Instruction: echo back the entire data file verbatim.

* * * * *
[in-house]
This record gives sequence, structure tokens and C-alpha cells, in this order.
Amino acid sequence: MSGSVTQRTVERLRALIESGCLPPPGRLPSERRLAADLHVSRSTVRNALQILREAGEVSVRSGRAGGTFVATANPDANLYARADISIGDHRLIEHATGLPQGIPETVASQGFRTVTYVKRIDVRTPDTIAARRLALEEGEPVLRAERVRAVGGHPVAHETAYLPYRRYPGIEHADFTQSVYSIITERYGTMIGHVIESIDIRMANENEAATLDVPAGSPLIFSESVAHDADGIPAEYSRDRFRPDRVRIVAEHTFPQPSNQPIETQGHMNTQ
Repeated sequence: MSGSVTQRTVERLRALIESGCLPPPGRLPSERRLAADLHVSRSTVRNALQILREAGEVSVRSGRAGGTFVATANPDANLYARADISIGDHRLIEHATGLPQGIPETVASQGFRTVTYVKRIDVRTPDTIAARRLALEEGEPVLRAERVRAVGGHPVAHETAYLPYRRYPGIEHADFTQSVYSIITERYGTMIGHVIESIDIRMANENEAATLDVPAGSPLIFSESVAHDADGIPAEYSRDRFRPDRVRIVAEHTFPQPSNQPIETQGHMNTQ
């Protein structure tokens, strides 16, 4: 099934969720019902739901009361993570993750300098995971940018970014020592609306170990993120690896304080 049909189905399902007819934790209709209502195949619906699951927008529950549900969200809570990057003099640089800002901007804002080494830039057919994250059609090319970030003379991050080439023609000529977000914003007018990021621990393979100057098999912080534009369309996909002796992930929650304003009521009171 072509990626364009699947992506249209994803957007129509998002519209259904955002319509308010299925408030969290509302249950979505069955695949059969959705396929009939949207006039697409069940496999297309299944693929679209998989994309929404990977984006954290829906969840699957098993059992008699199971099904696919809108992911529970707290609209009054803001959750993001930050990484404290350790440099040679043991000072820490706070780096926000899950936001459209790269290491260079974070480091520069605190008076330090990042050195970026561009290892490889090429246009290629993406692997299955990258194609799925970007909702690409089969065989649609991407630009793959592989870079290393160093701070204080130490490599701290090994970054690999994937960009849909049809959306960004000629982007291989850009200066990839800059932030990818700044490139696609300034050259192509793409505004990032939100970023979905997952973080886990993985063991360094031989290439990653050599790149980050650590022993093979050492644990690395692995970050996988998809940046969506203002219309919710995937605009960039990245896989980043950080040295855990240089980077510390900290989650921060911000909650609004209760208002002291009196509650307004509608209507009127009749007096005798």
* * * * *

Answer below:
[in-house]
This record gives sequence, structure tokens and C-alpha cells, in this order.
Amino acid sequence: MSGSVTQRTVERLRALIESGCLPPPGRLPSERRLAADLHVSRSTVRNALQILREAGEVSVRSGRAGGTFVATANPDANLYARADISIGDHRLIEHATGLPQGIPETVASQGFRTVTYVKRIDVRTPDTIAARRLALEEGEPVLRAERVRAVGGHPVAHETAYLPYRRYPGIEHADFTQSVYSIITERYGTMIGHVIESIDIRMANENEAATLDVPAGSPLIFSESVAHDADGIPAEYSRDRFRPDRVRIVAEHTFPQPSNQPIETQGHMNTQ
Repeated sequence: MSGSVTQRTVERLRALIESGCLPPPGRLPSERRLAADLHVSRSTVRNALQILREAGEVSVRSGRAGGTFVATANPDANLYARADISIGDHRLIEHATGLPQGIPETVASQGFRTVTYVKRIDVRTPDTIAARRLALEEGEPVLRAERVRAVGGHPVAHETAYLPYRRYPGIEHADFTQSVYSIITERYGTMIGHVIESIDIRMANENEAATLDVPAGSPLIFSESVAHDADGIPAEYSRDRFRPDRVRIVAEHTFPQPSNQPIETQGHMNTQ
């Protein structure tokens, strides 16, 4: 099934969720019902739901009361993570993750300098995971940018970014020592609306170990993120690896304080 049909189905399902007819934790209709209502195949619906699951927008529950549900969200809570990057003099640089800002901007804002080494830039057919994250059609090319970030003379991050080439023609000529977000914003007018990021621990393979100057098999912080534009369309996909002796992930929650304003009521009171 072509990626364009699947992506249209994803957007129509998002519209259904955002319509308010299925408030969290509302249950979505069955695949059969959705396929009939949207006039697409069940496999297309299944693929679209998989994309929404990977984006954290829906969840699957098993059992008699199971099904696919809108992911529970707290609209009054803001959750993001930050990484404290350790440099040679043991000072820490706070780096926000899950936001459209790269290491260079974070480091520069605190008076330090990042050195970026561009290892490889090429246009290629993406692997299955990258194609799925970007909702690409089969065989649609991407630009793959592989870079290393160093701070204080130490490599701290090994970054690999994937960009849909049809959306960004000629982007291989850009200066990839800059932030990818700044490139696609300034050259192509793409505004990032939100970023979905997952973080886990993985063991360094031989290439990653050599790149980050650590022993093979050492644990690395692995970050996988998809940046969506203002219309919710995937605009960039990245896989980043950080040295855990240089980077510390900290989650921060911000909650609004209760208002002291009196509650307004509608209507009127009749007096005798």